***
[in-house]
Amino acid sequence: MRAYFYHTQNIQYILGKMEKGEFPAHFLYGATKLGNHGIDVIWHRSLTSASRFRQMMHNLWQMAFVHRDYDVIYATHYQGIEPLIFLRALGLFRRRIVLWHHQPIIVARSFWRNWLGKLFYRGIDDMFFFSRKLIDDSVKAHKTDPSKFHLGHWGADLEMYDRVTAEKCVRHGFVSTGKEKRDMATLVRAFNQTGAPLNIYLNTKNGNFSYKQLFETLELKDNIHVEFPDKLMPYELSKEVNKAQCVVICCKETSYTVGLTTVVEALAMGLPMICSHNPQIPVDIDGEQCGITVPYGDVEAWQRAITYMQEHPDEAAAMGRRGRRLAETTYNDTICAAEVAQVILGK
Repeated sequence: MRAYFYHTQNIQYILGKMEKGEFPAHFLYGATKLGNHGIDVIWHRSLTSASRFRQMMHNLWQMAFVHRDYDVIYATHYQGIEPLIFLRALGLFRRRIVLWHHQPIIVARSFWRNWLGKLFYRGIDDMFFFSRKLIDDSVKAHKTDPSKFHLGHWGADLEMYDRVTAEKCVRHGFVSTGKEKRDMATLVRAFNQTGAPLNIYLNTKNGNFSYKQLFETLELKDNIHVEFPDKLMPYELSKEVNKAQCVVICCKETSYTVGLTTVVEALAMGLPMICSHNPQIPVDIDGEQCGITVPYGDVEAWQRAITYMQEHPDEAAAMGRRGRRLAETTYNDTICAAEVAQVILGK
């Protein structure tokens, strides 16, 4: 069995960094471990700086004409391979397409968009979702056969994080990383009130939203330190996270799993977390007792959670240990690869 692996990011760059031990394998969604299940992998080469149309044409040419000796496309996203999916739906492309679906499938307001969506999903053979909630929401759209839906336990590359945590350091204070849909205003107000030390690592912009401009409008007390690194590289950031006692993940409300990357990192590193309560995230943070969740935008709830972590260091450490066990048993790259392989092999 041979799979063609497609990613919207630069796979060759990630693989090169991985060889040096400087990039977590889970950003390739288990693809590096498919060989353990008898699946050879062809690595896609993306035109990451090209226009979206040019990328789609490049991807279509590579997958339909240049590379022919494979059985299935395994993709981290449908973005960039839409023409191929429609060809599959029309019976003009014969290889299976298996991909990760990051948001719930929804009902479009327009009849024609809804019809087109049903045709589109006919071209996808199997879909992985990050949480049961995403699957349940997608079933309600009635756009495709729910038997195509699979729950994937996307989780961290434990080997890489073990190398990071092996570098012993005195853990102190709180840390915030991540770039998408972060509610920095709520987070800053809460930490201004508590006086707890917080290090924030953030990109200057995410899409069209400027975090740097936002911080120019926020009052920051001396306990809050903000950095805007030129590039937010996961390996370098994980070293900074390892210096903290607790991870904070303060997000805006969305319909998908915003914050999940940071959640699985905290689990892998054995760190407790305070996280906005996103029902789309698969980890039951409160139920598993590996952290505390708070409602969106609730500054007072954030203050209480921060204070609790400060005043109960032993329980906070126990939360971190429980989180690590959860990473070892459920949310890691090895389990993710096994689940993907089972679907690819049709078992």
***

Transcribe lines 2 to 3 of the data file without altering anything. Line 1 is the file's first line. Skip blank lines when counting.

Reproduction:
Amino acid sequence: MRAYFYHTQNIQYILGKMEKGEFPAHFLYGATKLGNHGIDVIWHRSLTSASRFRQMMHNLWQMAFVHRDYDVIYATHYQGIEPLIFLRALGLFRRRIVLWHHQPIIVARSFWRNWLGKLFYRGIDDMFFFSRKLIDDSVKAHKTDPSKFHLGHWGADLEMYDRVTAEKCVRHGFVSTGKEKRDMATLVRAFNQTGAPLNIYLNTKNGNFSYKQLFETLELKDNIHVEFPDKLMPYELSKEVNKAQCVVICCKETSYTVGLTTVVEALAMGLPMICSHNPQIPVDIDGEQCGITVPYGDVEAWQRAITYMQEHPDEAAAMGRRGRRLAETTYNDTICAAEVAQVILGK
Repeated sequence: MRAYFYHTQNIQYILGKMEKGEFPAHFLYGATKLGNHGIDVIWHRSLTSASRFRQMMHNLWQMAFVHRDYDVIYATHYQGIEPLIFLRALGLFRRRIVLWHHQPIIVARSFWRNWLGKLFYRGIDDMFFFSRKLIDDSVKAHKTDPSKFHLGHWGADLEMYDRVTAEKCVRHGFVSTGKEKRDMATLVRAFNQTGAPLNIYLNTKNGNFSYKQLFETLELKDNIHVEFPDKLMPYELSKEVNKAQCVVICCKETSYTVGLTTVVEALAMGLPMICSHNPQIPVDIDGEQCGITVPYGDVEAWQRAITYMQEHPDEAAAMGRRGRRLAETTYNDTICAAEVAQVILGK